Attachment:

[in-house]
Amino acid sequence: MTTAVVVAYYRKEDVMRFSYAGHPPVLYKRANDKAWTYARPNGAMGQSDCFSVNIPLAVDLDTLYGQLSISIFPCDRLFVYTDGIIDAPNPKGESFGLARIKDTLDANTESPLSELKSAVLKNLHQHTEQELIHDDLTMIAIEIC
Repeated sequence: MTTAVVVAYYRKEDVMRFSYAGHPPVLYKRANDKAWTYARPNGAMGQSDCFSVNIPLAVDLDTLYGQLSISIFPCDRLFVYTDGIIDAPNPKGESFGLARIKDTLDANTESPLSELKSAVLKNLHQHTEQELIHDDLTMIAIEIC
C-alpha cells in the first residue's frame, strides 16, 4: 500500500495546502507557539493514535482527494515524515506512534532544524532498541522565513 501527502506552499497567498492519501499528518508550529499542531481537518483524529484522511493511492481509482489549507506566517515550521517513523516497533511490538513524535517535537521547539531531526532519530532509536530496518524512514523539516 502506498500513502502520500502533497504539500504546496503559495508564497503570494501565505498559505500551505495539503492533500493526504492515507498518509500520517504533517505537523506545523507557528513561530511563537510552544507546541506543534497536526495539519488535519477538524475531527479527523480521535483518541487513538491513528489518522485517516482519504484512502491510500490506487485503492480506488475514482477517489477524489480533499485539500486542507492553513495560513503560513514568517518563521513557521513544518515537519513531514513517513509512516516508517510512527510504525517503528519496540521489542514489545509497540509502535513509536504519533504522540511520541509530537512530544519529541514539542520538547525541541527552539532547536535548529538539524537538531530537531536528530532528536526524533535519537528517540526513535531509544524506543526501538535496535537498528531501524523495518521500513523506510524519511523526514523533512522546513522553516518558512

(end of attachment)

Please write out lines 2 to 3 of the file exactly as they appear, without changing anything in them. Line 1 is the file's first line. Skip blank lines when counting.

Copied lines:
Amino acid sequence: MTTAVVVAYYRKEDVMRFSYAGHPPVLYKRANDKAWTYARPNGAMGQSDCFSVNIPLAVDLDTLYGQLSISIFPCDRLFVYTDGIIDAPNPKGESFGLARIKDTLDANTESPLSELKSAVLKNLHQHTEQELIHDDLTMIAIEIC
Repeated sequence: MTTAVVVAYYRKEDVMRFSYAGHPPVLYKRANDKAWTYARPNGAMGQSDCFSVNIPLAVDLDTLYGQLSISIFPCDRLFVYTDGIIDAPNPKGESFGLARIKDTLDANTESPLSELKSAVLKNLHQHTEQELIHDDLTMIAIEIC